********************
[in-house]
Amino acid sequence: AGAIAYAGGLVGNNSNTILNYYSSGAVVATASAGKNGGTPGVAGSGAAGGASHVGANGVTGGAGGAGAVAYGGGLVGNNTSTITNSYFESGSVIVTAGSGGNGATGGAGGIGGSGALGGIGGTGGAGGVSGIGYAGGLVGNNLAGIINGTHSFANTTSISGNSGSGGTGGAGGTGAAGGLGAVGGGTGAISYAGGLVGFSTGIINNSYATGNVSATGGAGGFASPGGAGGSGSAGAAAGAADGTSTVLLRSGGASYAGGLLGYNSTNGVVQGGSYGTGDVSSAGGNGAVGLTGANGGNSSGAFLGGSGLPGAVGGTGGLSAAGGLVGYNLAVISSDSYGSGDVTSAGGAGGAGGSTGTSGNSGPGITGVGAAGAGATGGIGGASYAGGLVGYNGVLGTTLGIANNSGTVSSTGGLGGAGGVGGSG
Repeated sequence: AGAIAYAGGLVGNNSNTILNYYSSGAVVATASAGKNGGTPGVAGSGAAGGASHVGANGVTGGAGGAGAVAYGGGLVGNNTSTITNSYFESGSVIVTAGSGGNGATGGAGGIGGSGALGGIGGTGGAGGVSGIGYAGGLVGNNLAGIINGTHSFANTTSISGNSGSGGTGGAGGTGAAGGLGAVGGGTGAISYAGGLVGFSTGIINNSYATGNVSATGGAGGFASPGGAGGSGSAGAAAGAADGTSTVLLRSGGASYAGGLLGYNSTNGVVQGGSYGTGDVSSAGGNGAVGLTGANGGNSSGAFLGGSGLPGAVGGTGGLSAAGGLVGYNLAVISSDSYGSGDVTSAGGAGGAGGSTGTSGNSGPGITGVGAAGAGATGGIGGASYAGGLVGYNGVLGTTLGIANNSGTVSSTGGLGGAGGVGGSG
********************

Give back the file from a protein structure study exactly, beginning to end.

[in-house]
Amino acid sequence: AGAIAYAGGLVGNNSNTILNYYSSGAVVATASAGKNGGTPGVAGSGAAGGASHVGANGVTGGAGGAGAVAYGGGLVGNNTSTITNSYFESGSVIVTAGSGGNGATGGAGGIGGSGALGGIGGTGGAGGVSGIGYAGGLVGNNLAGIINGTHSFANTTSISGNSGSGGTGGAGGTGAAGGLGAVGGGTGAISYAGGLVGFSTGIINNSYATGNVSATGGAGGFASPGGAGGSGSAGAAAGAADGTSTVLLRSGGASYAGGLLGYNSTNGVVQGGSYGTGDVSSAGGNGAVGLTGANGGNSSGAFLGGSGLPGAVGGTGGLSAAGGLVGYNLAVISSDSYGSGDVTSAGGAGGAGGSTGTSGNSGPGITGVGAAGAGATGGIGGASYAGGLVGYNGVLGTTLGIANNSGTVSSTGGLGGAGGVGGSG
Repeated sequence: AGAIAYAGGLVGNNSNTILNYYSSGAVVATASAGKNGGTPGVAGSGAAGGASHVGANGVTGGAGGAGAVAYGGGLVGNNTSTITNSYFESGSVIVTAGSGGNGATGGAGGIGGSGALGGIGGTGGAGGVSGIGYAGGLVGNNLAGIINGTHSFANTTSISGNSGSGGTGGAGGTGAAGGLGAVGGGTGAISYAGGLVGFSTGIINNSYATGNVSATGGAGGFASPGGAGGSGSAGAAAGAADGTSTVLLRSGGASYAGGLLGYNSTNGVVQGGSYGTGDVSSAGGNGAVGLTGANGGNSSGAFLGGSGLPGAVGGTGGLSAAGGLVGYNLAVISSDSYGSGDVTSAGGAGGAGGSTGTSGNSGPGITGVGAAGAGATGGIGGASYAGGLVGYNGVLGTTLGIANNSGTVSSTGGLGGAGGVGGSG